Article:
Terne Metal Roofs
In the 1860's, the options for metal roofs were copper, lead, tin-coated iron, and terne-coated steel. Tin-coated malleable iron was disappearing at the time. Copper and terne rolled roofs were very popular during that vintage--terne more so because it was less expensive.
Terne is an alloy of lead and tin that provides excellent corrosion protection for steel. It was recently taken off the market due to the politics of lead, although no specific health threat was ever established. Terne roofs can last a very long time. A lot of terne roofs are a good 100 years old. To say a terne roof would last 170 years might be optimistic, but it's not out of the question if the roof has been well maintained over the years--especially if it's located in a benign climate like that in some of the drier western states.
History of Metal Roofs in America
From John Leeke's Historic HomeWorks
Last Tin Roof
All over the historic areas of Northern Virginia roofs of houses, state buildings and even barns have been protected by what we’ve come to know as the tin roof.
In 2012, Follansbee Steel (History video) stopped producing what we have come to know as terne metal or tin roofing; the company was founded in the early 1800’s and had changed hands a number of times since then. Terne is a mild steel with a coating of zinc and tin alloy to protect the steel from rust. Once the material is formed and installed it gets painted; as long as the paint is kept up once every ten-fifteen years you are left with a roof that can last a century.
Metal roofing in America is principally a 19th-century phenomenon. Before then the only metals commonly used were lead and copper. For example, a lead roof covered "Rosewell," one of the grandest mansions in 18th century Virginia. But more often, lead was used for protective flashing. Lead, as well as copper, covered roof surfaces where wood, tile, or slate shingles were inappropriate because of the roof's pitch or shape.
Copper with standing seams covered some of the more notable early American roofs including that of Christ Church (17271744) in Philadelphia. Flat-seamed copper was used on many domes and cupolas. The copper sheets were imported from England until the end of the 18th century when facilities for rolling sheet metal were developed in America.
Sheet iron was first known to have been manufactured here by the Revolutionary War financier, Robert Morris, who had a rolling mill near Trenton, New Jersey. At his mill Morris produced the roof of his own Philadelphia mansion, which he started in 1794. The architect Benjamin H. Latrobe used sheet iron to replace the roof on Princeton's "Nassau Hall," which had been gutted by fire in 1802.
The method for corrugating iron was originally patented in England in 1829. Corrugating stiffened the sheets, and allowed greater span over a lighter framework, as well as reduced installation time and labor. In 1834 the American architect William Strickland proposed corrugated iron to cover his design for the market place in Philadelphia.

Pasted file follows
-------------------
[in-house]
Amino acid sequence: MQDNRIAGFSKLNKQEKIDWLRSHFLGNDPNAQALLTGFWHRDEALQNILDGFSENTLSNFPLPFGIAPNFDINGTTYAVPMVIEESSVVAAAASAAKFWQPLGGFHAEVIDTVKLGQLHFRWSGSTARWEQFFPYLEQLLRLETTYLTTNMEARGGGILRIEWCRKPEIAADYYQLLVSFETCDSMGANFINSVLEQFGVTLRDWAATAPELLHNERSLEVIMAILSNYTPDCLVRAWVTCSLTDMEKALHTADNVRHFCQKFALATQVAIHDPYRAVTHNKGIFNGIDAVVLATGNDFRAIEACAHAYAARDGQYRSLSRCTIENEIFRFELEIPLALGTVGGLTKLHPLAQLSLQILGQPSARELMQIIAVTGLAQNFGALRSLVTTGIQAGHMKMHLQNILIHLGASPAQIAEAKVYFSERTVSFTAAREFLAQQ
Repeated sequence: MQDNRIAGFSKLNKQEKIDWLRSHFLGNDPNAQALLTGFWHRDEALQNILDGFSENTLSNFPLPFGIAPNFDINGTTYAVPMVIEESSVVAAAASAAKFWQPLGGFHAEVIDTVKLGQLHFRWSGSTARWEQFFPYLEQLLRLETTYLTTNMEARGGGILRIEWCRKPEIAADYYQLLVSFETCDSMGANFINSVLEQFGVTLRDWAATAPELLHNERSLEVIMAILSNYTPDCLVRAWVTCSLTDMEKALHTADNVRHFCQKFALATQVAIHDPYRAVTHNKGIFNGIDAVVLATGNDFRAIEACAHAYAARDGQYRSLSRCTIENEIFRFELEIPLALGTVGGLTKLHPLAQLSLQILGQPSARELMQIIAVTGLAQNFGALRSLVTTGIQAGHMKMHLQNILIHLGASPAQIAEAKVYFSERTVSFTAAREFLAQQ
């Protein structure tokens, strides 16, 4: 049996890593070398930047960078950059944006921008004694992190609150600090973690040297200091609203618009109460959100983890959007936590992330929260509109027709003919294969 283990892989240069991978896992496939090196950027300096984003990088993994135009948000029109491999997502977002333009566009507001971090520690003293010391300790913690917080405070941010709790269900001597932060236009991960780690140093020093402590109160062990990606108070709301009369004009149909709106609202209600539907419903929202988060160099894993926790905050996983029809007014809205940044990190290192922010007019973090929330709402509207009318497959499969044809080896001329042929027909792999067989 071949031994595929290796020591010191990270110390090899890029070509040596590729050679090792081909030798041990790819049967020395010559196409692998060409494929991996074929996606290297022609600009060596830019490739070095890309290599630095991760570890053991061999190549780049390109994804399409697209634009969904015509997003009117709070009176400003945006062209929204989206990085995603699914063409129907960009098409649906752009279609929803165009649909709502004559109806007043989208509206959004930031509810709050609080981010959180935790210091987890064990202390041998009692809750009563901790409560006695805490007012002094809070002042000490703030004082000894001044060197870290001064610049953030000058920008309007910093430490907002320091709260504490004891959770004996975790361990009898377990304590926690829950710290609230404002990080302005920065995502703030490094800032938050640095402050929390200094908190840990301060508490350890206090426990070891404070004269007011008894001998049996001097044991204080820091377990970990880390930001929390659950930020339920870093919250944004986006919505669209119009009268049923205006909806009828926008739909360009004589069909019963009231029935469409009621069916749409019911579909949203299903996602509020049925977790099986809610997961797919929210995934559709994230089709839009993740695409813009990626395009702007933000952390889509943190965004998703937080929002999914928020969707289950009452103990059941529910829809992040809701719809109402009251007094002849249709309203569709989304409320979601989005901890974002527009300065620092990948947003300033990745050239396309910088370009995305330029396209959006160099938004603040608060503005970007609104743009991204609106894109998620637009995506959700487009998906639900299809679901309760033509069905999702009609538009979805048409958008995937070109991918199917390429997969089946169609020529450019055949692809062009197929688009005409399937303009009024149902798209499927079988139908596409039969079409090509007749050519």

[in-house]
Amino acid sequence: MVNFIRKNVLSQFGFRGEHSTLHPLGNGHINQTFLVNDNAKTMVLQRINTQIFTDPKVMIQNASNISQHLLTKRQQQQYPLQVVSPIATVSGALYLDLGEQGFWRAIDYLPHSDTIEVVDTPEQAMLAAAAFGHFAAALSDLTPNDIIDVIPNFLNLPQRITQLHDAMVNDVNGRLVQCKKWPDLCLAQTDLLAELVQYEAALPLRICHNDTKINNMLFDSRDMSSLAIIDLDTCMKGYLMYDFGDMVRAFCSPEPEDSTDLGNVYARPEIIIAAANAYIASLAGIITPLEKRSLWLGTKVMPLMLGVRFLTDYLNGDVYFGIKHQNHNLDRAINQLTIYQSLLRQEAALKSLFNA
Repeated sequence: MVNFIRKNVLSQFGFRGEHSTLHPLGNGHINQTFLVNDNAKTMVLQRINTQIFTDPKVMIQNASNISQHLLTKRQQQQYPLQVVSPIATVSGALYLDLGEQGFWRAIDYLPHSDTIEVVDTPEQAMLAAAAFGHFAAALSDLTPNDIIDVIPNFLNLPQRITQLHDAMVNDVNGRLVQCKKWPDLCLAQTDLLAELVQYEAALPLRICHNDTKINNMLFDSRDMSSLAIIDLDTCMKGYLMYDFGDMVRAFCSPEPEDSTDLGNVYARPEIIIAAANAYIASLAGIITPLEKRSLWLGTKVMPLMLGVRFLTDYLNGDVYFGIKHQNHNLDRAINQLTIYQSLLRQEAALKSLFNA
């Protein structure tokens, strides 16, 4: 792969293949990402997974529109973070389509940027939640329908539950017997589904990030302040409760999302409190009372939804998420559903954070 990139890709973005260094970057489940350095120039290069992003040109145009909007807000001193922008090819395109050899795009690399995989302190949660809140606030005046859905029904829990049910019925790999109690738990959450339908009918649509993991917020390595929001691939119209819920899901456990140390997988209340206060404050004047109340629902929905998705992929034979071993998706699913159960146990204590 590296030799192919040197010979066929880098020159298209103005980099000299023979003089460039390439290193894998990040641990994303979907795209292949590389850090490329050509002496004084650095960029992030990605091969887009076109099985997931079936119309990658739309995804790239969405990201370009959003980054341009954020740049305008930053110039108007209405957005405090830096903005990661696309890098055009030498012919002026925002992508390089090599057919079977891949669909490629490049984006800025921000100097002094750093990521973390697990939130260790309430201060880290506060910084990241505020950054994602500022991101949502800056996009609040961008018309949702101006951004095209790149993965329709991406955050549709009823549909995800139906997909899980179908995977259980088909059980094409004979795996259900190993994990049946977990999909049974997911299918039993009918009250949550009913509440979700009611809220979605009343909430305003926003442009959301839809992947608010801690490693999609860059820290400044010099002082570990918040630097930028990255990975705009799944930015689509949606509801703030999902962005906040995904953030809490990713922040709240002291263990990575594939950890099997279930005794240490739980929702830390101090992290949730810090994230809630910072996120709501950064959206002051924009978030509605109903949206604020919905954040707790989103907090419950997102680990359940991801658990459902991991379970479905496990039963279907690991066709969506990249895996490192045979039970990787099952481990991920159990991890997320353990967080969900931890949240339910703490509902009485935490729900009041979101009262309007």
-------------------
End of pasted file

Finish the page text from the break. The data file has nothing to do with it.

Galvanizing with zinc to protect the base metal from rust was developed in France in 1837. By the 1850s the material was used on post offices and customhouses, as well as on train sheds and factories. In 1857 one of the first metal roofs in the South was installed on the U.S. Mint in New Orleans. The Mint was thereby " fireproofed" with a 20gauge galvanized, corrugated iron roof on iron trusses.
Tinplate iron, commonly called "tin roofing," was used extensively in Canada in the 18th century, but it was not as common in the United States until later. Thomas Jefferson was an early advocate of tin roofing, and he installed a standingseam tin roof on "Monticello" (ca. 17701802). The Arch Street Meetinghouse (1804) in Philadelphia had tin shingles laid in a herringbone pattern on a "piazza" roof.
However, once rolling mills were established in this country, the low cost, light weight, and low maintenance of tin plate made it the most common roofing material. Embossed tin shingles, whose surfaces created interesting patterns, were popular throughout the country in the late 19th century. Tin roofs were kept wellpainted, usually red; or, as the architect A. J. Davis suggested, in a color to imitate the green patina of copper.
Terne plate differed from tin plate in that the iron was dipped in an alloy of lead and tin, giving it a duller finish. Historic, as well as modern, documentation often confuses the two, so much that it is difficult to determine how often actual "terne" was used.
Zinc came into use in the 1820s, at the same time tin plate was becoming popular. Although a less expensive substitute for lead, its advantages were controversial, and it was never widely used in this country.
Help support this site